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Backcountry Information for the Northeastern Adirondacks

Note: The Adirondack Trail Information web pages are now the Adirondack Backcountry Information web pages. The web pages include information on the western Adirondacks and have been reorganized and reformatted. Individual Forest Preserve units may not be listed on the same page they were previously listed.

Map of showing the Northeastern Region of the Adirondacks

Updated: August 25, 2016

General Notices

WARNING: Backcountry conditions can change suddenly. All users should plan accordingly, including bringing flashlight, first aid equipment, extra food and clothing. Weather conditions may alter your plans; you should always be prepared to spend an unplanned night in the woods before entering the back country. Back country hiking trails can be rugged and rough - they are not maintained as park walkways - wear proper footwear!

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Check the Adirondack Backcountry Information web page for important notices and information which apply broadly across the Adirondacks, and links to important information about hiking, camping and paddling in the Adirondacks.

Weather: Always be aware of and prepared for weather conditions. Being properly prepared for weather and other conditions will help to ensure a safe and enjoyable time in the outdoors. Weather forecasts can and do change. Check the current National Weather Service Weather Forecast (leaves DEC website) before entering the backcountry.

Trail Conditions: Trails have been drying up but if forecasted thunderstorms and rain occur Thursday afternoon and night, expect trails to be wet and muddy - especially along water bodies, in low lying areas and during & after rain events. All hikers should wear waterproof footwear and gaiters. Remain on trails; walk through mud & water to prevent further eroding trails and damaging trailside vegetation.

Hot Weather Precautions: DEC Forest Rangers continue to respond to incidents of hikers in distress due to dehydration. Be prepared for hot weather. Wear loose clothing of material that wicks moisture away from your body and protect yourself from the sun with a hat, sunglasses and sun block. Drink plenty of water at home, in the car and at the trailhead. Carry at least 2 liters/quarts of water per person; rest often and drink water more often; and replace electrolytes via tablets or other means.

Black Bear Activity: Due to the dry conditions black bears have been more active than usual throughout the Adirondacks.

  • The use of bear-resistant canisters is required for overnight users in the Eastern High Peaks Wilderness and recommended throughout the Adirondacks.
  • ALL food, toiletries and garbage must be stored in bear-resistant canisters in the Eastern High Peaks Wilderness.
  • Elsewhere, ALL food, toiletries and garbage should be stored in bear-resistant canisters or in a food (aka bear) hang elsewhere.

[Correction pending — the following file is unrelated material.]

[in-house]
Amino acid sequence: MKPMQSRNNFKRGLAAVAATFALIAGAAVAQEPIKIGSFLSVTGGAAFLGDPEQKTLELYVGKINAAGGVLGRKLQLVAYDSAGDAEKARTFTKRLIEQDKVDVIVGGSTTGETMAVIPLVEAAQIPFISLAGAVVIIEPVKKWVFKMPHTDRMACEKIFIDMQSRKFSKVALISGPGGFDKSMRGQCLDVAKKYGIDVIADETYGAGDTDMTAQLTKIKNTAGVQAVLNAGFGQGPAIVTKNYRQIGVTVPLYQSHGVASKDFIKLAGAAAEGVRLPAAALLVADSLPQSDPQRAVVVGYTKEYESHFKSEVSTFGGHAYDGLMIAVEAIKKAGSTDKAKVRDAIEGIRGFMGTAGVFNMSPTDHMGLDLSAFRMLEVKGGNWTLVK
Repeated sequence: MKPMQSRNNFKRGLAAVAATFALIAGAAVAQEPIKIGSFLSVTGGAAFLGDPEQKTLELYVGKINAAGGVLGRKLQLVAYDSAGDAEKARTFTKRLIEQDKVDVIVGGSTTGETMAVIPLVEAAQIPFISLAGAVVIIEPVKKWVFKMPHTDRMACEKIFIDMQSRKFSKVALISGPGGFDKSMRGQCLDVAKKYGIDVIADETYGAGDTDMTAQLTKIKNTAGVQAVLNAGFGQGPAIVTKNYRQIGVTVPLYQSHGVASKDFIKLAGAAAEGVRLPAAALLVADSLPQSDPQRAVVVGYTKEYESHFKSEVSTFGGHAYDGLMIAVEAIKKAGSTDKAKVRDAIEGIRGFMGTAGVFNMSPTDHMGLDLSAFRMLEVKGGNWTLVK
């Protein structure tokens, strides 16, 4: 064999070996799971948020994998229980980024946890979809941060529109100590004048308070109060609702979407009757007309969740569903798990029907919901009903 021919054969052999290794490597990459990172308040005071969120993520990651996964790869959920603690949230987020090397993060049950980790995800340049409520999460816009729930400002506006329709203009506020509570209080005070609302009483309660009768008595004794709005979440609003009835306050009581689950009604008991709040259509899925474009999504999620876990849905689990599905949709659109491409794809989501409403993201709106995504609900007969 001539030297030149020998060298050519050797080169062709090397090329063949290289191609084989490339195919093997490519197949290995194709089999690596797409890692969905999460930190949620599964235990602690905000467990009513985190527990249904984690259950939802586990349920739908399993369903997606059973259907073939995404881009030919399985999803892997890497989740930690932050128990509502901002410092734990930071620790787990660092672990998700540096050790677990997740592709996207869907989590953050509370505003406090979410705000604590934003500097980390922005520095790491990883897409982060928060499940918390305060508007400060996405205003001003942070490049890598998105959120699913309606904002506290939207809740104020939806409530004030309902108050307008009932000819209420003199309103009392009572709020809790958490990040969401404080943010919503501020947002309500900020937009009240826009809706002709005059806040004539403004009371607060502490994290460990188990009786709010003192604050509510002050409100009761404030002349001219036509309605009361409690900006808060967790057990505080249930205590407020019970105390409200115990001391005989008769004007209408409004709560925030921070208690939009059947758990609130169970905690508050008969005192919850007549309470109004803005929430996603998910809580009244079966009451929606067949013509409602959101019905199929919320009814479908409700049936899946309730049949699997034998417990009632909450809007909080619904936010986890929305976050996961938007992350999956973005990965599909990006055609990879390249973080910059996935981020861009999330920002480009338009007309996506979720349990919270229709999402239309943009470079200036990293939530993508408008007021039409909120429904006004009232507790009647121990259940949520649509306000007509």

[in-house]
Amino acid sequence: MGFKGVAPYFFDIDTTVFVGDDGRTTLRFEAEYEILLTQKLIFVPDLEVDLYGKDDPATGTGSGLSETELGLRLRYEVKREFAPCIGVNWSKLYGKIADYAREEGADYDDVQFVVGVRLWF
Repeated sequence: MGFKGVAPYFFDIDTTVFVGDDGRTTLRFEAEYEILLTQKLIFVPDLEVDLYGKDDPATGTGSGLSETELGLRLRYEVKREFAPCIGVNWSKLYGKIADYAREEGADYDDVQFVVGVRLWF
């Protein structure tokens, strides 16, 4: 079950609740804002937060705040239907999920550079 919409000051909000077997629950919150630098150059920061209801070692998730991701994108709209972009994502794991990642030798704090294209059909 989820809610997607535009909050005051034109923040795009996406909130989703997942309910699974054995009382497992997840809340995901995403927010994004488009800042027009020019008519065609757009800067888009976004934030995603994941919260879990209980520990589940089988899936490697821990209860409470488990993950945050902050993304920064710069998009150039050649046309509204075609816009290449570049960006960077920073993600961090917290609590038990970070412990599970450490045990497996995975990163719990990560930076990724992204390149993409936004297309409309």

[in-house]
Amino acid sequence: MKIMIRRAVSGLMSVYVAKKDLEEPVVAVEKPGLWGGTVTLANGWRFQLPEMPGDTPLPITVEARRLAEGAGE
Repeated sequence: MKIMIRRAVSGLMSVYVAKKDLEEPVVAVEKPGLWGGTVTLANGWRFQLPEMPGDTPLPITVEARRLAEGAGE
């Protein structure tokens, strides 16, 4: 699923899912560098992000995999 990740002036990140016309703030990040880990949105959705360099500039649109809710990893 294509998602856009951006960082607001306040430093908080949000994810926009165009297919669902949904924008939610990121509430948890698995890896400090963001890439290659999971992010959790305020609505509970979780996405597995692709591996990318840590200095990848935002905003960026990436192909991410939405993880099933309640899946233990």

• Bears are most active in the evening; cook, eat, and clean up before dusk.
  • These and other practices can prevent attracting black bears to campsites in the backcountry.

Thunderstorm Safety: Avoid summits and other open areas and being on the water during thunderstorms. Immediately move to lower elevations, head to shore, or otherwise seek shelter at the first sound of thunder. Find a low spot away from tall trees. Seek an area of shorter trees and crouch down away from tree trunks.

Summits: Temperatures will be cooler and winds will be stronger. Sight distance will be limited, sometimes significantly, when clouds cover the summits. The National Weather Service Mountain Point Forecasts (leaves DEC website) provides forecasts for selected summits in this area.

Report back country emergencies, such as lost or injured hikers, and wildland fires to the DEC Forest Rangers at 518-891-0235.

Specific Notices

Chazy Highlands Wild Forest

  • Restoration and rehabilitation of the Lyon Mountain Fire Tower has been completed by DEC and Student Conservation Association Adirondack Program. (2015)

Lake Champlain Islands

  • The Lake Champlain Islands Complex web page provides information about the unit and its recreational opportunities.
  • Volunteers from the Clinton County Historical Association open the Valcour Island Lighthouse (aka Bluff Point Lighthouse) every Sunday in August from 1 pm to 3 pm. (2016)

Sable Highlands Conservation Easement Lands

Taylor Pond Complex (Taylor Pond Wild Forest, Terry Mountain State Forest, Burnt Hill State Forest, Franklin Falls Easement Tract, Shell Rock Easement Tract, and Black Brook Easement Tract)

  • The Taylor Pond Complex web page provides information about the unit and its recreational opportunities.
  • The Northern Forest Canoe Trail (NFCT) (leaves DEC website) links the waterways of New York, Vermont, Québec, New Hampshire and Maine and follows the Saranac River through this area. (2016)
  • DEC thanks the interns and volunteer stewards from the Friends of Poke-O-Moonshine (leaving DEC website) who provide local & natural history interpretation, environmental education, and assistance to hikers at the Poke-O-Moonshine Fire Tower. (2016)

Wilmington Wild Forest

  • The Wilmington Wild Forest web page provides information about the unit and its recreational opportunities.
  • Whiteface Landing Trail has been rerouted to avoid private camps on Connery Pond. The new trail route starts at the small parking area just before the private gate. Please respect the private property and stay on the trail. (5/12)
  • The map of the Beaver Brook Trail system has been updated to include a new 3.0 mile trail on the east side of Hardy Road. See the Beaver Brook Trail System web page for more information and a link to the map. (2015)
  • The outlet of Cooper Kill Pond is flooded by beaver activity. (2009)